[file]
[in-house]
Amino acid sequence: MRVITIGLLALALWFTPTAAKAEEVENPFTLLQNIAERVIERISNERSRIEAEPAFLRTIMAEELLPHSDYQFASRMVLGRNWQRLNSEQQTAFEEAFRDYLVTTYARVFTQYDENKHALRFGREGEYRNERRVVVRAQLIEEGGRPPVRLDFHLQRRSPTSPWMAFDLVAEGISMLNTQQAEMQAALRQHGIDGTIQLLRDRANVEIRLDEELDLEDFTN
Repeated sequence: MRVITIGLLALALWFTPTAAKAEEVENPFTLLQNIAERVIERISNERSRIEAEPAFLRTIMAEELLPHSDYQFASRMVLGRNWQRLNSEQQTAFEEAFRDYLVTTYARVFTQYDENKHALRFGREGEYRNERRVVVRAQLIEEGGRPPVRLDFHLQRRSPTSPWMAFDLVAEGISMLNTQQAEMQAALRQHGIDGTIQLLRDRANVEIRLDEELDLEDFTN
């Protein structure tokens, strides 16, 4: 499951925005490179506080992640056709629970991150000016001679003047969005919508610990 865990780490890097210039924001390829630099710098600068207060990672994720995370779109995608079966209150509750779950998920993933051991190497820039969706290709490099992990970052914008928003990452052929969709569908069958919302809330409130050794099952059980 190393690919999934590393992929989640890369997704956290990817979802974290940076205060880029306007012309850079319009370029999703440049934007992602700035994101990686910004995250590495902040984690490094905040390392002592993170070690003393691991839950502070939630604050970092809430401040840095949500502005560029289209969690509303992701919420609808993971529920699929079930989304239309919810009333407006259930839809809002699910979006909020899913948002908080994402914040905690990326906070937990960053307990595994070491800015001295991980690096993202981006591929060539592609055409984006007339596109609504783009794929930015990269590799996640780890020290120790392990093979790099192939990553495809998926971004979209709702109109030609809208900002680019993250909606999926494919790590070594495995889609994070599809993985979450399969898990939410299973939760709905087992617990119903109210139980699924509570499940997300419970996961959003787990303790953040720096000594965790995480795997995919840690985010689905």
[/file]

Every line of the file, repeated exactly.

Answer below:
[in-house]
Amino acid sequence: MRVITIGLLALALWFTPTAAKAEEVENPFTLLQNIAERVIERISNERSRIEAEPAFLRTIMAEELLPHSDYQFASRMVLGRNWQRLNSEQQTAFEEAFRDYLVTTYARVFTQYDENKHALRFGREGEYRNERRVVVRAQLIEEGGRPPVRLDFHLQRRSPTSPWMAFDLVAEGISMLNTQQAEMQAALRQHGIDGTIQLLRDRANVEIRLDEELDLEDFTN
Repeated sequence: MRVITIGLLALALWFTPTAAKAEEVENPFTLLQNIAERVIERISNERSRIEAEPAFLRTIMAEELLPHSDYQFASRMVLGRNWQRLNSEQQTAFEEAFRDYLVTTYARVFTQYDENKHALRFGREGEYRNERRVVVRAQLIEEGGRPPVRLDFHLQRRSPTSPWMAFDLVAEGISMLNTQQAEMQAALRQHGIDGTIQLLRDRANVEIRLDEELDLEDFTN
């Protein structure tokens, strides 16, 4: 499951925005490179506080992640056709629970991150000016001679003047969005919508610990 865990780490890097210039924001390829630099710098600068207060990672994720995370779109995608079966209150509750779950998920993933051991190497820039969706290709490099992990970052914008928003990452052929969709569908069958919302809330409130050794099952059980 190393690919999934590393992929989640890369997704956290990817979802974290940076205060880029306007012309850079319009370029999703440049934007992602700035994101990686910004995250590495902040984690490094905040390392002592993170070690003393691991839950502070939630604050970092809430401040840095949500502005560029289209969690509303992701919420609808993971529920699929079930989304239309919810009333407006259930839809809002699910979006909020899913948002908080994402914040905690990326906070937990960053307990595994070491800015001295991980690096993202981006591929060539592609055409984006007339596109609504783009794929930015990269590799996640780890020290120790392990093979790099192939990553495809998926971004979209709702109109030609809208900002680019993250909606999926494919790590070594495995889609994070599809993985979450399969898990939410299973939760709905087992617990119903109210139980699924509570499940997300419970996961959003787990303790953040720096000594965790995480795997995919840690985010689905």